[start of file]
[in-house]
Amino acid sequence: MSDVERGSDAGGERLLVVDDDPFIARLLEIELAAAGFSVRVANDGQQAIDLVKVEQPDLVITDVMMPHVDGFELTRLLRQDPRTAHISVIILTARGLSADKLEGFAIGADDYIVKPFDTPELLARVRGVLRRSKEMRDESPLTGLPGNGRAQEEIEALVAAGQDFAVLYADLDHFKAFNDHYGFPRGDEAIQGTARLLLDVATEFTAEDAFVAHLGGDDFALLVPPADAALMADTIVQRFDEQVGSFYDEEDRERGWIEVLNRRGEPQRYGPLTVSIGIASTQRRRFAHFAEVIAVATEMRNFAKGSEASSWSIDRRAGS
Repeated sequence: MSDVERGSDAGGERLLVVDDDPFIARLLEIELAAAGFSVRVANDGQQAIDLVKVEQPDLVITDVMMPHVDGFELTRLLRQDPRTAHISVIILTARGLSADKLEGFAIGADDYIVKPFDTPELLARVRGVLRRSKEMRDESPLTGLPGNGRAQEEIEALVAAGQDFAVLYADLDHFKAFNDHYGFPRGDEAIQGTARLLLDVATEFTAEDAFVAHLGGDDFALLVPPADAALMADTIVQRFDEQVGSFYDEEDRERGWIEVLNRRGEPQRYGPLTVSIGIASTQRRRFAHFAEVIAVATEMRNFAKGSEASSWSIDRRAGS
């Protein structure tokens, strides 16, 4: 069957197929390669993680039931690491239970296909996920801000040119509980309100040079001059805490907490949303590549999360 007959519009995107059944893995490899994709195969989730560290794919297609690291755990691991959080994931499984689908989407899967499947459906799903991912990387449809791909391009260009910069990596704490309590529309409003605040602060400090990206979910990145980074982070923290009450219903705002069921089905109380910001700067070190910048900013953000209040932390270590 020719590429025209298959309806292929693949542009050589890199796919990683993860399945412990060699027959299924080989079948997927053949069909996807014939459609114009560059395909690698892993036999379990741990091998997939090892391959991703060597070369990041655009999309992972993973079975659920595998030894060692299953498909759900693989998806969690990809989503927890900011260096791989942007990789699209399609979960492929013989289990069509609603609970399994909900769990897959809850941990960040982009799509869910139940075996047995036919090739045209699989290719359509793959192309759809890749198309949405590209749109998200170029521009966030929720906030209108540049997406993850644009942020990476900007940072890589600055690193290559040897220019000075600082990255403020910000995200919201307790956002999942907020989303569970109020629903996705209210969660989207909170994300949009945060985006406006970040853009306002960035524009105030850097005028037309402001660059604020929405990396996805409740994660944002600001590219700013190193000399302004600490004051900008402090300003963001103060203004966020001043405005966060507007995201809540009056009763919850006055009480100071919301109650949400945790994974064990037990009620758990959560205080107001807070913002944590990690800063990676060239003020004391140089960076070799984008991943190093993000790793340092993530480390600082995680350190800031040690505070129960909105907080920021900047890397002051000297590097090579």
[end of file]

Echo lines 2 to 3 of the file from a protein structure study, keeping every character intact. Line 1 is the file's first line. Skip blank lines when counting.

Amino acid sequence: MSDVERGSDAGGERLLVVDDDPFIARLLEIELAAAGFSVRVANDGQQAIDLVKVEQPDLVITDVMMPHVDGFELTRLLRQDPRTAHISVIILTARGLSADKLEGFAIGADDYIVKPFDTPELLARVRGVLRRSKEMRDESPLTGLPGNGRAQEEIEALVAAGQDFAVLYADLDHFKAFNDHYGFPRGDEAIQGTARLLLDVATEFTAEDAFVAHLGGDDFALLVPPADAALMADTIVQRFDEQVGSFYDEEDRERGWIEVLNRRGEPQRYGPLTVSIGIASTQRRRFAHFAEVIAVATEMRNFAKGSEASSWSIDRRAGS
Repeated sequence: MSDVERGSDAGGERLLVVDDDPFIARLLEIELAAAGFSVRVANDGQQAIDLVKVEQPDLVITDVMMPHVDGFELTRLLRQDPRTAHISVIILTARGLSADKLEGFAIGADDYIVKPFDTPELLARVRGVLRRSKEMRDESPLTGLPGNGRAQEEIEALVAAGQDFAVLYADLDHFKAFNDHYGFPRGDEAIQGTARLLLDVATEFTAEDAFVAHLGGDDFALLVPPADAALMADTIVQRFDEQVGSFYDEEDRERGWIEVLNRRGEPQRYGPLTVSIGIASTQRRRFAHFAEVIAVATEMRNFAKGSEASSWSIDRRAGS